To Dance at Two Weddings: Rope Kojonen’s Evolutionary Quest

bacterial flagellum, biological complexity, biology, Brian Miller, Casey Luskin, causes, convergent evolution, Darwinian evolution, David Glass, design detection, Emily Reeves, Evolution, Evolution News, explanatory value, fine-tuning, fitness landscapes, ID The Future, Intelligent Design, Irreducible Complexity, Michael Behe, mutations, preconditions, Rope Kojonen, The Compatibility of Evolution and Design, The Compatibility of Evolution and Design (series), tinkering, weddings, Zygon
According to a proverb, you can’t dance at two weddings at the same time. Dr. Kojonen believes that you can. Source
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Bad News for the “Theist on the Street”

Big Bang, biology, Brian Miller, Casey Luskin, common sense, continuity, cosmology, design detection, Douglas Axe, eagle eye, Emily Reeves, Evolution, fauna, fine-tuning, flora, hummingbird, Intelligent Design, intuition, laws of nature, non-agent cause, Rope Kojonen, The Compatibility of Evolution and Design, The Compatibility of Evolution and Design (series), theist on the street, theistic evolution
On Rope Kojonen's model, she no longer has grounds to trust her common-sense intuition of the design of the eagle’s eye. Source
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Co-Option and Protein Homology Don’t Explain the Evolution of the Flagellum

author, bacteria, bacterial flagellum, Brian Miller, co-option, coordination, Darwin Devolves, Darwin's Black Box, Emily Reeves, Evolution, evolutionary models, flagellar assembly, flagellar function, H. Allen Orr, indirect evolution, Intelligent Design, Irreducible Complexity, mental agent, Michael Behe, Nicholas Matzke, protein homology, proteins, Rope Kojonen, Stephen Dilley, synchronization, T3SS, The Compatibility of Evolution and Design, The Compatibility of Evolution and Design (series), Type 3 Secretory System
Rope Kojonen wants to join “design and evolution,” but only by setting aside some of the main features of the flagellum. Source
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The Miracle of Man: Reflections on the Westminster Conference

biology, Brian Miller, digital camera, Emily Reeves, Engineering, Faith & Science, fine-tuning, genetics, Howard Glicksman, human beings, human vision, ID The Future, Intelligent Design, mankind, Mark Garcia, Michael Denton, Michael Egnor, paleontology, philosophy, physiology, Podcast, skeletal joints, Steve Laufman, The Miracle of Man, theology, vision, Westminster Conference on Science and Faith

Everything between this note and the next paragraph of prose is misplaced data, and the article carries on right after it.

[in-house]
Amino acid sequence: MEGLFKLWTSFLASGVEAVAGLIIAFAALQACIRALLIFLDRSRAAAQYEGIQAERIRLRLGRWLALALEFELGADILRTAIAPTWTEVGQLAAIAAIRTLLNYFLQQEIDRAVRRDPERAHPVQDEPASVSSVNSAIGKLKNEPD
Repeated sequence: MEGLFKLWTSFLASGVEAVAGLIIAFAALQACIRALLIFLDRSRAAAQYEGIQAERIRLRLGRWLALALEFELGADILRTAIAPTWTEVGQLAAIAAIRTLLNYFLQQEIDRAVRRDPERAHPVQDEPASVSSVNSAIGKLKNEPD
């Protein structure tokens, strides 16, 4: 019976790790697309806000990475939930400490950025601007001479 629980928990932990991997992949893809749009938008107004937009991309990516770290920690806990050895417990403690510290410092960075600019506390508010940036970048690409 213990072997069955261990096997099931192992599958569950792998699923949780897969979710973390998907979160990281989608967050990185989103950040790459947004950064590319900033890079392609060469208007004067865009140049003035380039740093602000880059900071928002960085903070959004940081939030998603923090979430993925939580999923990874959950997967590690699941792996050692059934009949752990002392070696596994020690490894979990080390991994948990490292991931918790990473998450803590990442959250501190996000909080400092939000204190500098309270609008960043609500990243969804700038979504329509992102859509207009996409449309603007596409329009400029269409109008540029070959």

Dr. Miller gives a brief summary of his talk on the fine-tuning of human vision. We’ll be doing a full episode with him on that subject soon. Source
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Our Education Isn’t Free: Let’s Say “Thank You!” for It Together

Ann Gauger, biological origins, Brian Miller, Casey Luskin, Center for Science & Culture, David Berlinski, Discovery Institute, editor, Education, Emily Reeves, Evolution, Evolution News, Granville Sewell, Günter Bechly, Heroes, Intelligent Design, Internet, John West, Jonathan Wells, Michael Behe, Michael Egnor, Paul Nelson, readers, scholarship, science, Stephen Meyer, teachers, typos
The culture out there is the violent waves and stormy winds that oppose us, and would plunge us to the bottom of the sea if they could. Source
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Reeves: A Rising Star Describes a Biological Revolution

bacteria, biochemistry, biology, computer scientist, emergent properties, Emily Reeves, engineers, Evolution, foresight, hierarchical integration, integration, Intelligent Design, Irreducible Complexity, Jim Esch, materialism, purpose, Reductionism, science, signaling networks, silicon, Systems Biology, Technology
“Engineers more easily recognize impressive design because they have actually tied to build stuff.” Source
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Event Report: Design and the Designer

biology, Biomimetics, COVID-19, Daniel Reeves, design triangulation, Emily Reeves, Eric Metaxas, faith, Faith & Science, history of science, human foot, intellectuals, Intelligent Design, International Space Station, John West, Michael Keas, Olympics, Philadelphia, Physics, Earth & Space, Return of the God Hypothesis, Socrates in the City, Stephen Meyer, Stuart Burgess, Systems Biology, theology, Westminster Conference on Science and Faith
There were 16 different talks, ranging from the history of science and faith to more technical topics like systems biology and design triangulation. Source
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